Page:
LOUISVILLE, KY. (WDRB) -- University of Louisville president James Ramsey said today that, in the face of more conference realignment, the school has "done all we can do to position ourselves athletic and academically," then added, "there's going to be a lot of shakeout yet."
Ramsey said this afternoon before departing with the U of L basketball team for the Bahamas that U of L has had no direct contact with the ACC office itself. Still, a U of L source told WDRB this morning that both Ramsey and U of L athletic director Tom Jurich have had informal discussions with parties inside the conference. Ramsey wouldn't elaborate on any indirect discussions, but did not shy away from discussing the ACC openly.
"It would be a great conference for us, if we ever had that opportunity," Ramsey said. "It has great academic schools, great tradition and history going back to 1953. It's changing, has picked up, of course, some schools that were an integral part of the Big East. It's a wonderful conference."
Regardless, Ramsey said that while the conference landscape might have appeared settled, the looming payday of a college football playoff has conferences strategizing over how to get the most of that new revenue pie.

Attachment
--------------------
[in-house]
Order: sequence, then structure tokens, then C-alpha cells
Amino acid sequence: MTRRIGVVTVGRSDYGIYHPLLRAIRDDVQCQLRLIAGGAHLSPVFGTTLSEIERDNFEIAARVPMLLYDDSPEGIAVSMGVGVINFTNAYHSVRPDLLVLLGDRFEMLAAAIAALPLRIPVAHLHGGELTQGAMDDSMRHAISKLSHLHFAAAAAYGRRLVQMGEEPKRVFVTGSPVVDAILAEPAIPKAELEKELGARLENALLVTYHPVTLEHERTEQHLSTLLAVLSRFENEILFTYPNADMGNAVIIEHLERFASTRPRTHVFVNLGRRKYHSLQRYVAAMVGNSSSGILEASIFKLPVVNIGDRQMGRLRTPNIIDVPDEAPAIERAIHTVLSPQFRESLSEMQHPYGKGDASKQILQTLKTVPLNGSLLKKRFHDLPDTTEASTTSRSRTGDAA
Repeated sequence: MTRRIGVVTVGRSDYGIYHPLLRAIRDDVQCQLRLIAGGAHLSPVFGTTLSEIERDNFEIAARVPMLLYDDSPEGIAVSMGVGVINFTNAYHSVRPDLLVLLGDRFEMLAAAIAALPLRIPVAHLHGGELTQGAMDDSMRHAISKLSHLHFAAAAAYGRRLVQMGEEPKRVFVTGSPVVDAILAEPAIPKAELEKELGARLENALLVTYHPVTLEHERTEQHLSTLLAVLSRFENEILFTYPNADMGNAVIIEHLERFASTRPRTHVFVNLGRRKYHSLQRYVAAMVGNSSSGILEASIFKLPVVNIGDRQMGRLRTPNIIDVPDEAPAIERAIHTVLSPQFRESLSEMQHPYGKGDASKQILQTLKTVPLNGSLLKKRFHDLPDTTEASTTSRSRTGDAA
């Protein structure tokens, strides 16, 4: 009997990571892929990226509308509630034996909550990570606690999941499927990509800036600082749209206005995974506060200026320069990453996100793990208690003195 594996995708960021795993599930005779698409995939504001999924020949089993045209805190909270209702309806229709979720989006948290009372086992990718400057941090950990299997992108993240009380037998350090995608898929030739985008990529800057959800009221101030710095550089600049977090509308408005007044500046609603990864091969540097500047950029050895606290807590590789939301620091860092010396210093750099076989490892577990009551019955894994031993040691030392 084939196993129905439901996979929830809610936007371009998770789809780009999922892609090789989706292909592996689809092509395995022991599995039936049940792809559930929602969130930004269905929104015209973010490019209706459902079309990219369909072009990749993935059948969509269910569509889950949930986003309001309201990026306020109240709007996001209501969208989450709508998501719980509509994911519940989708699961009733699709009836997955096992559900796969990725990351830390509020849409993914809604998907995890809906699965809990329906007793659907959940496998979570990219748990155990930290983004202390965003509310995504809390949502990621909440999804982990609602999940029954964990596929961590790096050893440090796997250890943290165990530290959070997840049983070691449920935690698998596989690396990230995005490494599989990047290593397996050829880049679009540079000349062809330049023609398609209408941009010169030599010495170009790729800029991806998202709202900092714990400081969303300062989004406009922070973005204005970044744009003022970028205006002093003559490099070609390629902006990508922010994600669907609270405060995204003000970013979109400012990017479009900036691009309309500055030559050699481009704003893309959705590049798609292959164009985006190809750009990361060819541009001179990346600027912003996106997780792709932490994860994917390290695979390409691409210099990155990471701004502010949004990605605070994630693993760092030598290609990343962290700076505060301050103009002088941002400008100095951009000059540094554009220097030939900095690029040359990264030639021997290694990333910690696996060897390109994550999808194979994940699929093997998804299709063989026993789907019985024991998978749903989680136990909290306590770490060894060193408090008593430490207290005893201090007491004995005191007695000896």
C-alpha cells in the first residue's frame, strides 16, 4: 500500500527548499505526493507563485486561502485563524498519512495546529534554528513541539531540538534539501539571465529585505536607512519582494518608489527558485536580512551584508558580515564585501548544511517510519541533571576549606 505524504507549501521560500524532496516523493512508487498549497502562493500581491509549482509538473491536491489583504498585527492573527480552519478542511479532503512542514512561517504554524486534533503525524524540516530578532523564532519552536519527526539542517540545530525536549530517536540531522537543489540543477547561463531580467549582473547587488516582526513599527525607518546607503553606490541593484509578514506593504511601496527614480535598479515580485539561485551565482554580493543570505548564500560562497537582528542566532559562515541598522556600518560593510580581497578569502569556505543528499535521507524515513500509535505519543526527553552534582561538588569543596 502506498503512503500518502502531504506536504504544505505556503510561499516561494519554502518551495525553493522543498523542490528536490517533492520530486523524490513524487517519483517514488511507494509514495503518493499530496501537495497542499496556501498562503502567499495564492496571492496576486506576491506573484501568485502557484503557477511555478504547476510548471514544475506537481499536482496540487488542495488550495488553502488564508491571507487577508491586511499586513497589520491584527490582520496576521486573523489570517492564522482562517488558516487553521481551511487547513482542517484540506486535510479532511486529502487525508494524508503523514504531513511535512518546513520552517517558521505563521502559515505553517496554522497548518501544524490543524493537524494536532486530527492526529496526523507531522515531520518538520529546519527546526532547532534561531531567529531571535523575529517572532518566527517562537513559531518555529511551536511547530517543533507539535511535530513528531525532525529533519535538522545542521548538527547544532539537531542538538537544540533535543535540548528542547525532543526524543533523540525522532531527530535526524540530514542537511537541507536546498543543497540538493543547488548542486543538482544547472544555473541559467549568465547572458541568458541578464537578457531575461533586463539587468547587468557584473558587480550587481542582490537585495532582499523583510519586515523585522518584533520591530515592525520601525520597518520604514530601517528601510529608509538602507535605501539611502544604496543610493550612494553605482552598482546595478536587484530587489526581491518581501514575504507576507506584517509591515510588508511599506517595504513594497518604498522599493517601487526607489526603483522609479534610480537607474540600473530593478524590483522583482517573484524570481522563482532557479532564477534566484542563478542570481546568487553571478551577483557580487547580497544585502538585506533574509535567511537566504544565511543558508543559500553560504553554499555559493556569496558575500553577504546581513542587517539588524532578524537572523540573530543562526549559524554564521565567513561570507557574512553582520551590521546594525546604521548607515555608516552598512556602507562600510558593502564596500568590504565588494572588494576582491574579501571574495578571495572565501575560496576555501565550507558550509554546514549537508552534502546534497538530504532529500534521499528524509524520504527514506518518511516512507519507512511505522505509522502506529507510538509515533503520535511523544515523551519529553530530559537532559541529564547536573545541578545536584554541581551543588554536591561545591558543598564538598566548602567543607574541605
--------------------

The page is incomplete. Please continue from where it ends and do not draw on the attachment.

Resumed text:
"Until the BCS money is determined, until that is put out for bid, and we know how much money is out there, I think what we're seeing is going to be the rule and not the exception," Ramsey said. "There are going to be a lot of changes. We've done all we can do, so I feel confident."
Ramsey said he participated in an executive committee conference call with Big East officials on Monday to discuss where the league goes from here, after the expected departure of Rutgers today. The biggest concern is how the change affects the ongoing negotiations for a new TV contract. While Ramsey said the instability likely will delay progress on that, he also said he still expects the conference TV deal to be improved.